Trump seems hell-bent on having a trade war. But how will China and Mexico respond? Trump may well understand that what he proposes will violate World Trade Organization rules, but he may also know that it will take a long time for the WTO to rule against him. And by then, America’s trade account may have been rebalanced.

But two can play that game: China can take similar actions, though its response is likely to be more subtle. If a trade war were to break out, what would happen?

Trump may have reason to think he could win; after all, China is more dependent on exports to the US than the US is on exports to China, which gives the US an advantage. But a trade war is not a zero-sum game. The US stands to lose as well. China may be more effective in targeting its retaliation to cause acute political pain. And the Chinese may be in a better position to respond to US attempts to inflict pain on them than the US is to respond to the pain that China might inflict on Americans. It’s anybody’s guess who can stand the pain better. Will it be the US, where ordinary citizens have already suffered for so long, or China, which, despite troubled times, has managed to generate growth in excess of 6%?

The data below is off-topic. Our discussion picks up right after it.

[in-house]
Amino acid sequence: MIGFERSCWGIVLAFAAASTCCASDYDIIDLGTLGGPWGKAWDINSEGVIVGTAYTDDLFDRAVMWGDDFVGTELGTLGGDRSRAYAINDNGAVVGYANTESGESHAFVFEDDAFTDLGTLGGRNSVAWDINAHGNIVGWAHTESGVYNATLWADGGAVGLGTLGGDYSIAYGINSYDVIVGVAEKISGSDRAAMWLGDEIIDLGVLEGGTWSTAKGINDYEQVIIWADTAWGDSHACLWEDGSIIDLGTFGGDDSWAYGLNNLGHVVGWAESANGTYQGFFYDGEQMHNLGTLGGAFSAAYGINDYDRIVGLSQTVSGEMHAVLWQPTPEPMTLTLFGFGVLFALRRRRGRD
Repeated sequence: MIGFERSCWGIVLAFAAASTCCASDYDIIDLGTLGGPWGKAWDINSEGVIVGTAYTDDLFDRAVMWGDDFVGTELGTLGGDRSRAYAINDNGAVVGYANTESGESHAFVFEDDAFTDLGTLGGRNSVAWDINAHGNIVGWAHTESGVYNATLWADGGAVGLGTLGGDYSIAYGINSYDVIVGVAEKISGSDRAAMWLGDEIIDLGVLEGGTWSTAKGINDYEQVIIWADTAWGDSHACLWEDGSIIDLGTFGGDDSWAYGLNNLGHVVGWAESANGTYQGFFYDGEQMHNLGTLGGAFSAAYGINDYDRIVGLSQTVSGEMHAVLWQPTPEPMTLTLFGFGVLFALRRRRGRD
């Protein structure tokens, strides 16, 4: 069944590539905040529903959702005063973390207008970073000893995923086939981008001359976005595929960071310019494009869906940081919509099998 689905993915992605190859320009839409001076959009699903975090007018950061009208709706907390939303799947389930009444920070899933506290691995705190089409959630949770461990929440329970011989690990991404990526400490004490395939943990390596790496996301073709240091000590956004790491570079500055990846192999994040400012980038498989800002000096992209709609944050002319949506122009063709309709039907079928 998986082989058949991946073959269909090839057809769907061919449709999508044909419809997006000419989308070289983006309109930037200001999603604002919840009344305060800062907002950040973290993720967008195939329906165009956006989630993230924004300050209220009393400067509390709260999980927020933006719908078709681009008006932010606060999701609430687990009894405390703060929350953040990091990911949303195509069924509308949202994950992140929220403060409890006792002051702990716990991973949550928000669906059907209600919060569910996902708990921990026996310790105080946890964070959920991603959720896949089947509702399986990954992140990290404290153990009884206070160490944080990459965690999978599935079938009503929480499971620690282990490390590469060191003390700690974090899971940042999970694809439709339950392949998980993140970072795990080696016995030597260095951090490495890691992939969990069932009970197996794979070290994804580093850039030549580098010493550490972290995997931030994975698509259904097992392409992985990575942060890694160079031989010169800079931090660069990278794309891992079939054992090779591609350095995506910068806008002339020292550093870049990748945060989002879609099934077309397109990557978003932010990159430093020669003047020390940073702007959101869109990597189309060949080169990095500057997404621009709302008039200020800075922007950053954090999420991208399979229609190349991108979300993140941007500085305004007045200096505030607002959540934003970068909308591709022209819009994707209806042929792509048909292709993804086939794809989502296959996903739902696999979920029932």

More broadly, the Republican/Trump agenda, with its tax cuts even more weighted toward the rich than the standard GOP recipe would imply, is based on the idea of trickle-down prosperity – a continuation of the Reagan era’s supply-side economics, which never actually worked. Fire-breathing rhetoric, or raving three a.m. tweets, may assuage the anger of those left behind by the Reagan revolution, at least for a while. But for how long? And what happens then?